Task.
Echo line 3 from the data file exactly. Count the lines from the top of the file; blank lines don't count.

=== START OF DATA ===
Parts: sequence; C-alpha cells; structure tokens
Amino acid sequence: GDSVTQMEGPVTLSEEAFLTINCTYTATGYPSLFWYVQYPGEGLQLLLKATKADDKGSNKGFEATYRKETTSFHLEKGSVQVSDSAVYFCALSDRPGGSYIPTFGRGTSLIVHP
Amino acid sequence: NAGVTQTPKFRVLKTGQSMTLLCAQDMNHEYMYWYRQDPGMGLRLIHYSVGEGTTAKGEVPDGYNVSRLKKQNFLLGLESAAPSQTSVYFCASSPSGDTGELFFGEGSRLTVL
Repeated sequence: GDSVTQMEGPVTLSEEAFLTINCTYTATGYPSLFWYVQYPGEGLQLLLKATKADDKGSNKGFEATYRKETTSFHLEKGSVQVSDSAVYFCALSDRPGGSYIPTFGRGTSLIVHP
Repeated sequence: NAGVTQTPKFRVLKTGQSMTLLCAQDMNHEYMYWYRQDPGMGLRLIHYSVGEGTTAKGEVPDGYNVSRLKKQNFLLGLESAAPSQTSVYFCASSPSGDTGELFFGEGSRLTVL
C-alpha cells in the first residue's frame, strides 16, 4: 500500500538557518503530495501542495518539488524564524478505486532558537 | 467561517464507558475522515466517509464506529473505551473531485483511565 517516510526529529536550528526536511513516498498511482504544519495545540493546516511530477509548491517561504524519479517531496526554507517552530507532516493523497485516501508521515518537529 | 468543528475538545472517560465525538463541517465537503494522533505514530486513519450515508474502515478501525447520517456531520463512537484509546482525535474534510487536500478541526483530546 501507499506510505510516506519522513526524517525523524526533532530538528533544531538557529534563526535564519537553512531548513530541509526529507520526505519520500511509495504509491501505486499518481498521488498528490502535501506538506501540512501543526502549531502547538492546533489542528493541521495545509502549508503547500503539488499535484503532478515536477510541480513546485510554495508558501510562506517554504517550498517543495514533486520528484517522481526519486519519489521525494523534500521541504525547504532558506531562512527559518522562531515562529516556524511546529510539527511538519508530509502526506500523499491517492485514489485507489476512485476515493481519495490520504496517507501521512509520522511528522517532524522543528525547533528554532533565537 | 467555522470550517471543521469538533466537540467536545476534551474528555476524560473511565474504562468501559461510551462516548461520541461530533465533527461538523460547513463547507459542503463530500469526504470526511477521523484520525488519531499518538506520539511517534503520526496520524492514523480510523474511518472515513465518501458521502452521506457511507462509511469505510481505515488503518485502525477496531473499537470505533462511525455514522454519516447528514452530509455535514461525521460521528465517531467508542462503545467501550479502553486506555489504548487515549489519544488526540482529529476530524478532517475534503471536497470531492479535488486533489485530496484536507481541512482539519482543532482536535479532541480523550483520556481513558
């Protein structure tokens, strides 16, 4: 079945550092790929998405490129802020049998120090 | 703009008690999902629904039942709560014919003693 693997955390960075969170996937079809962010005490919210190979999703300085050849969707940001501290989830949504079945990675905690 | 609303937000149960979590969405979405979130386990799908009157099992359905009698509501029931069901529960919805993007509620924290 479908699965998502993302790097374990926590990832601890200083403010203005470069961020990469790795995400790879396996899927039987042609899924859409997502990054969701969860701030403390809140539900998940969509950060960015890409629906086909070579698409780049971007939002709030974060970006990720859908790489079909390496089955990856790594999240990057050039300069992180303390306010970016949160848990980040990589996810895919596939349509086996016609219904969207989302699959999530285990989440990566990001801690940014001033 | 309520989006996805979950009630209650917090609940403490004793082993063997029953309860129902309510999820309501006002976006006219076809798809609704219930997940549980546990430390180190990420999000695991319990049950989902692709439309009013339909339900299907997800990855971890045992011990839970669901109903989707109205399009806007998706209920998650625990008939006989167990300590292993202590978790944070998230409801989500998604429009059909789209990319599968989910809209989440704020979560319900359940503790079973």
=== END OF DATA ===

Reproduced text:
Amino acid sequence: NAGVTQTPKFRVLKTGQSMTLLCAQDMNHEYMYWYRQDPGMGLRLIHYSVGEGTTAKGEVPDGYNVSRLKKQNFLLGLESAAPSQTSVYFCASSPSGDTGELFFGEGSRLTVL